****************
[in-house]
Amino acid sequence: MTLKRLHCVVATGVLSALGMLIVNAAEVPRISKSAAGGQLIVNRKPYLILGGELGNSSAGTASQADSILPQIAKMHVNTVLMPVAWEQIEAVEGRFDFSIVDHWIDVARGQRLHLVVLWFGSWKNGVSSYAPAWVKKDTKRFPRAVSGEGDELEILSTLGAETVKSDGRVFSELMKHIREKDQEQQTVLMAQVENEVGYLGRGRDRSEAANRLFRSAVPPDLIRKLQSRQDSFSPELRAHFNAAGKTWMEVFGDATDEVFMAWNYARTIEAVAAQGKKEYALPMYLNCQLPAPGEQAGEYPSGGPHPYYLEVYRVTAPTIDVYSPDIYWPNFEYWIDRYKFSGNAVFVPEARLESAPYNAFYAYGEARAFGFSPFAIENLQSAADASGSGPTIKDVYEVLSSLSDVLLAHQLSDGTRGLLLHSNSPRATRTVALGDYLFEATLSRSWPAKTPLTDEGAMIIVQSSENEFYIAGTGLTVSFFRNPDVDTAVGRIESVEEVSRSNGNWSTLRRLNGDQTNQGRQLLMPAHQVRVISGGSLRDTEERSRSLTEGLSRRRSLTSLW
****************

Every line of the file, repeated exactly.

[in-house]
Amino acid sequence: MTLKRLHCVVATGVLSALGMLIVNAAEVPRISKSAAGGQLIVNRKPYLILGGELGNSSAGTASQADSILPQIAKMHVNTVLMPVAWEQIEAVEGRFDFSIVDHWIDVARGQRLHLVVLWFGSWKNGVSSYAPAWVKKDTKRFPRAVSGEGDELEILSTLGAETVKSDGRVFSELMKHIREKDQEQQTVLMAQVENEVGYLGRGRDRSEAANRLFRSAVPPDLIRKLQSRQDSFSPELRAHFNAAGKTWMEVFGDATDEVFMAWNYARTIEAVAAQGKKEYALPMYLNCQLPAPGEQAGEYPSGGPHPYYLEVYRVTAPTIDVYSPDIYWPNFEYWIDRYKFSGNAVFVPEARLESAPYNAFYAYGEARAFGFSPFAIENLQSAADASGSGPTIKDVYEVLSSLSDVLLAHQLSDGTRGLLLHSNSPRATRTVALGDYLFEATLSRSWPAKTPLTDEGAMIIVQSSENEFYIAGTGLTVSFFRNPDVDTAVGRIESVEEVSRSNGNWSTLRRLNGDQTNQGRQLLMPAHQVRVISGGSLRDTEERSRSLTEGLSRRRSLTSLW